Blessed are the peace makers! I am totally in awe of Reverend Rich Lang and the scene I witnessed yesterday at the Occupy Seattle press conference calling for police accountability following Tuesday night’s pepper spraying of Reverend Lang, 84-year-old Dorli Rainey, a young pregnant woman who had to go to the hospital and many others. Following his testimony, and after we heard from Dorli and the young woman, Reverend Lang asked us all to form a circle of protection around the police officers. He proceeded to talk with the officers, and a captain responded, about seeing each other as human beings, not using excessive force and the problems militarization of the police have caused, and how the issues we’re protesting with Occupy Seattle affect them and their families as well.
The stories we heard first were serious and reports were made to the Seattle Police Department’s Office of Professional Accountability and no doubt lawsuits will be filed. This kind of police abuse has to change and coming together and seeing each other as human is one step in the right direction. Police training, policy and accountability have to change as well, though. Sadly, this is all seeming too familiar, thinking back to WTO and the protests of that era and a series of police shootings in the African-American community around the same time.
Dorli Rainey spoke first, and it was awesome to be part of her mic check. Dorli is an inspiration, taking her assault by pepper spray with a sense of humor, and using it to bring forward the issues. It’s still very disturbing that members of the police department pepper sprayed an 84-year-old woman directly, which is a new low (as was a police spokesperson afterwards saying pepper spray is okay for all ages).
We had a lot of media coverage for Dorli; but most of them were gone before we heard from the young woman, Reverend Lang and others. The young woman’s story was even more disturbing. In addition to being pepper sprayed, she was pushed by an officer with a bike and punched in the stomach. All after telling them she was pregnant, and, when she confronted one of the officers when she saw him later, he said she deserved it. Even more disturbing, now that I think about it, this is not new. We had several incidents of officers getting really abusive of young women protesters in the demonstrations immediately following WTO. Not much has been said in the mainstream media about what happened to her case.
Reverend Lang spoke briefly to the crowd about his pepper spraying before suggesting we form a protective circle around the officers and starting a dialogue with him. Six officers sprayed him directly in the face Tuesday night, in spite of his clerical garments. Reverend Lang talked to the officers about how much we have in common with them. He spoke about how they were there to protect us and the militarization of the police was the wrong path. He talked about the way society is heading with the increasing gap between the rich and the rest of us. That the police are affected by the same issues and his concern for the younger generation, which is feeling the brunt of this; and that it affects the officers’ children as well. He talked about seeing those of us in the Occupy movement as individuals and that we are not the enemy. You could tell that the officers and Occupy Seattle people alike were really moved by what the Reverend said.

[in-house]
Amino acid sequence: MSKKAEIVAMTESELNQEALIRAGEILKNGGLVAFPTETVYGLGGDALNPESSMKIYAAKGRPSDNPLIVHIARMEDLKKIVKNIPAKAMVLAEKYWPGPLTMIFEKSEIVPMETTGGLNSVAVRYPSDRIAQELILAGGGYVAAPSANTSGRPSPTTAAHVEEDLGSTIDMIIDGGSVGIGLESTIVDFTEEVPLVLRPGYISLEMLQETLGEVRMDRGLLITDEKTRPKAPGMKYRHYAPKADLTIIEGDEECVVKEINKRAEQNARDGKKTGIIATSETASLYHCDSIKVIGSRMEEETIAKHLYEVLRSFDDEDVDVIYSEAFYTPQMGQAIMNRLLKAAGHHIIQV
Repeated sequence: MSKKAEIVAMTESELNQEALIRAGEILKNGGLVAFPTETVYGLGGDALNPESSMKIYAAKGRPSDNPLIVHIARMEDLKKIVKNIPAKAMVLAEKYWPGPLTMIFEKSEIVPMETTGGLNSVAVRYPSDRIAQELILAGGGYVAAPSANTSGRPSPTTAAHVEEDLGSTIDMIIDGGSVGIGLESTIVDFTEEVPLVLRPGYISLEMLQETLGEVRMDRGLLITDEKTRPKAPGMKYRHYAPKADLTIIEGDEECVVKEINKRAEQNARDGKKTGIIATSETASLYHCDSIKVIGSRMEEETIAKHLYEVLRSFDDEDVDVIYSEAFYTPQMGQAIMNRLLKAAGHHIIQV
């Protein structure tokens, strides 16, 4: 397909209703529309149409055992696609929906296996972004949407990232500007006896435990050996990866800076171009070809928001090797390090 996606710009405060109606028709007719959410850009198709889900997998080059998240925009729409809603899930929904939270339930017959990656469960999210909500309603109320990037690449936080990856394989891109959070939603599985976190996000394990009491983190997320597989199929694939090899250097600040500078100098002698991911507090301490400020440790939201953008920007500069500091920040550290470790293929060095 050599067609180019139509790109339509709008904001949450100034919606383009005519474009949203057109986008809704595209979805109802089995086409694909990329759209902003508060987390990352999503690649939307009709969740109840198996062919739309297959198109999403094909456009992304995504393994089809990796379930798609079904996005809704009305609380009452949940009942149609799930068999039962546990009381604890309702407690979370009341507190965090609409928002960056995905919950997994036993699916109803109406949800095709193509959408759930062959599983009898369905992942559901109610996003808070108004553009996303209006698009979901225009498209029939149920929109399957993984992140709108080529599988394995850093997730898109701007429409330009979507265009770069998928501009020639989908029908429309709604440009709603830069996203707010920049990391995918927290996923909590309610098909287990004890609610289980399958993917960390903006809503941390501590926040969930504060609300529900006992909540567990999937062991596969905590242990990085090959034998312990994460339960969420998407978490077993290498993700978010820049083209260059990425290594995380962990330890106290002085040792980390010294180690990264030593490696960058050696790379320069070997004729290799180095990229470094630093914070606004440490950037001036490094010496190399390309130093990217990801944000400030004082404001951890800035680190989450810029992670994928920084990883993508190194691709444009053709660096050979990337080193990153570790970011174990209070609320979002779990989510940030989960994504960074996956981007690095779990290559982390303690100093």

The police captain spoke next and acknowledged our commonalities and asked us to view them as individuals and not brand them all on the actions of a few. A fair point, and I am glad Reverend Lang created a space for us to see each other as people. Which isn’t to say the issues of police accountability and policy don’t still need to be addressed.
Then a young man spoke who had talked earlier about having been pepper sprayed at Tuesday’s demonstration and one earlier that he had filed a report on. He wanted to know if he had been targeted for reporting the previous incident. He found this particularly upsetting because he had been “raised by the cops,” in his words. It turned out he knew many of the Seattle Police officers from years of participating in the Special Olympics and volunteering for their events. That human to human connection evidently lost for the moment Tuesday night and in the other incident.
Then a woman who described herself as the “other clergy member” pepper sprayed Tuesday night spoke about the need for redemption. She talked accountability and a change in the way police are viewing groups of people, not only the members of Occupy Seattle (particularly the ones camping out), but driving while black and also treatment of those homeless or drunk. One important accountability issue she asked for was that records of correspondence and the orders given to the police in handling the Occupy movement be made public. I’m wondering not only about SPD, but orders from further away, as it has already came out that Homeland Security is involved in coordinating raids on Occupy encampments nationwide. The use of pepper spray against peaceful demonstrators is an ongoing theme. Is it just bad policing in so many cities and campuses, or are orders coming from further up?
A member of the Buddhist Peace Fellowship led us in a round of Keep Your Eyes on the Prize to close out the press conference. I saw many conversations starting between demonstrators and officers. It turned out one of the officers was in the awkward position of having the same last name as one of the officers accused of punching the pregnant woman in the stomach and pepper spraying her. This was not entirely coincidental, as the two officers were related, perhaps a reminder not to judge people on the actions of their family members as well, and he hugged the woman.
It was an incredible moment to have witnessed and I think there needs to be more dialogues of peace like this opened up nationwide.